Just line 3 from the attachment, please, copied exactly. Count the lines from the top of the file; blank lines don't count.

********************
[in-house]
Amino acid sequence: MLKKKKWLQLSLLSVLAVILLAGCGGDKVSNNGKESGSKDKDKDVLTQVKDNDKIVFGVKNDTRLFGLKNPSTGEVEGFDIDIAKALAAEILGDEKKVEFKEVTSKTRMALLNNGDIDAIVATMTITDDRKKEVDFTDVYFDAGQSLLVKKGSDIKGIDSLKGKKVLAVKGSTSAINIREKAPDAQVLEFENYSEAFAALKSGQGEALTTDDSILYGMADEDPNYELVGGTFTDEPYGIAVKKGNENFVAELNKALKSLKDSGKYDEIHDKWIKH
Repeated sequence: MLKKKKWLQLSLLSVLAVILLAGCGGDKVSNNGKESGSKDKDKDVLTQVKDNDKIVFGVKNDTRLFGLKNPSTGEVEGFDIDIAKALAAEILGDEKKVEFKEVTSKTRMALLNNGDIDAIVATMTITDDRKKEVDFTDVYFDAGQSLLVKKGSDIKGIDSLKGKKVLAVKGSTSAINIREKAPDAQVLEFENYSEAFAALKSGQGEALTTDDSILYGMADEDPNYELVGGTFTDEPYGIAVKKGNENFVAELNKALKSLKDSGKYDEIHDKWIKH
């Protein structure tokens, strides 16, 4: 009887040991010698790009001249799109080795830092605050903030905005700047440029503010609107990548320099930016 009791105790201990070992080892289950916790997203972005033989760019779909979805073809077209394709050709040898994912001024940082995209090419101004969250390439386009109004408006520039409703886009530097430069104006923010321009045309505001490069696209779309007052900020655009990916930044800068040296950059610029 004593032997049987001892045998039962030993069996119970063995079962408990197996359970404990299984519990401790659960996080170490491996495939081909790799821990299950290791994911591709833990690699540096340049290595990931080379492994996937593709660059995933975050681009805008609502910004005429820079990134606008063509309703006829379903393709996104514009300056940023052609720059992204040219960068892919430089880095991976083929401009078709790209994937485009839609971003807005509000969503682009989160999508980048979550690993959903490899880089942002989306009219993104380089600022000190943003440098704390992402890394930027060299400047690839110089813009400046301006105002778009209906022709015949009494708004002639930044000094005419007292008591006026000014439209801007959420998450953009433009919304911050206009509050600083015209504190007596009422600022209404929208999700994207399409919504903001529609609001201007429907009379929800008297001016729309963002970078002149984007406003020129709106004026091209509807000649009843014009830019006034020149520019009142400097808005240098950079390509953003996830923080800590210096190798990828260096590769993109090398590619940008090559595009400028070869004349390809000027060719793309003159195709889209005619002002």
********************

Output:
Repeated sequence: MLKKKKWLQLSLLSVLAVILLAGCGGDKVSNNGKESGSKDKDKDVLTQVKDNDKIVFGVKNDTRLFGLKNPSTGEVEGFDIDIAKALAAEILGDEKKVEFKEVTSKTRMALLNNGDIDAIVATMTITDDRKKEVDFTDVYFDAGQSLLVKKGSDIKGIDSLKGKKVLAVKGSTSAINIREKAPDAQVLEFENYSEAFAALKSGQGEALTTDDSILYGMADEDPNYELVGGTFTDEPYGIAVKKGNENFVAELNKALKSLKDSGKYDEIHDKWIKH